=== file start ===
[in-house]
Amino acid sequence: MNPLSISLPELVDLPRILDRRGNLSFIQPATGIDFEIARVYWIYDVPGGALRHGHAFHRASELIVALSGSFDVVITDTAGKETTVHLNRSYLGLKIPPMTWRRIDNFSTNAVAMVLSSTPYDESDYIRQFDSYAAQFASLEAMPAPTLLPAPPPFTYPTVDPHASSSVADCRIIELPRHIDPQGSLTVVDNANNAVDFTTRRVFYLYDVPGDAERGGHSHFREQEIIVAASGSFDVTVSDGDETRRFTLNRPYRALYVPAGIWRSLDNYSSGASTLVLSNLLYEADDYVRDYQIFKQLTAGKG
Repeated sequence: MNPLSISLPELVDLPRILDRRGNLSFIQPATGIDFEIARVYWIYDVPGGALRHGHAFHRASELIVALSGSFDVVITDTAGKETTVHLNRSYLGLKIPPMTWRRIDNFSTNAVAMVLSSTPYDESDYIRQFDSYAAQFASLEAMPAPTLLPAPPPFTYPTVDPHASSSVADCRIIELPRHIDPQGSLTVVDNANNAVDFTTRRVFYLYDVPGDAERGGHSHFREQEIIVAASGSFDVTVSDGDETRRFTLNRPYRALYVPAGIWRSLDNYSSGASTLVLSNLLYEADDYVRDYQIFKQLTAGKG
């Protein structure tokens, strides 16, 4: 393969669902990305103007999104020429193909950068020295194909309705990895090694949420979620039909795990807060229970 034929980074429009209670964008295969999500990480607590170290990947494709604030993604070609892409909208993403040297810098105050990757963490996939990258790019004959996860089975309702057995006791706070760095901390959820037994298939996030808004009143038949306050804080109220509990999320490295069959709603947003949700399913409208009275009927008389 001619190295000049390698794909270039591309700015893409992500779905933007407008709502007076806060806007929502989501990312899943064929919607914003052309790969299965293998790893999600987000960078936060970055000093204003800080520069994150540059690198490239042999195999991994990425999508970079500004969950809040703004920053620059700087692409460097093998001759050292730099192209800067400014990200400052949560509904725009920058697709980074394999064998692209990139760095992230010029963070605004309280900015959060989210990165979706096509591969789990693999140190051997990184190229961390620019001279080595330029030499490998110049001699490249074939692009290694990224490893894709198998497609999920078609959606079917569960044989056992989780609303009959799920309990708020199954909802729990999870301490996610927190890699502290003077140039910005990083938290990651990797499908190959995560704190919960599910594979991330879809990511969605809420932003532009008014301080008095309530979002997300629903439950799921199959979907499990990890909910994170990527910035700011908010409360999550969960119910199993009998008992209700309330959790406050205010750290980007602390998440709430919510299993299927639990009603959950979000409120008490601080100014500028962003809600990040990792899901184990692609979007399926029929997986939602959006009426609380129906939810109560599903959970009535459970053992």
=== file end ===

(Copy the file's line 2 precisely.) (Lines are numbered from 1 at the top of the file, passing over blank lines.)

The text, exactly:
Amino acid sequence: MNPLSISLPELVDLPRILDRRGNLSFIQPATGIDFEIARVYWIYDVPGGALRHGHAFHRASELIVALSGSFDVVITDTAGKETTVHLNRSYLGLKIPPMTWRRIDNFSTNAVAMVLSSTPYDESDYIRQFDSYAAQFASLEAMPAPTLLPAPPPFTYPTVDPHASSSVADCRIIELPRHIDPQGSLTVVDNANNAVDFTTRRVFYLYDVPGDAERGGHSHFREQEIIVAASGSFDVTVSDGDETRRFTLNRPYRALYVPAGIWRSLDNYSSGASTLVLSNLLYEADDYVRDYQIFKQLTAGKG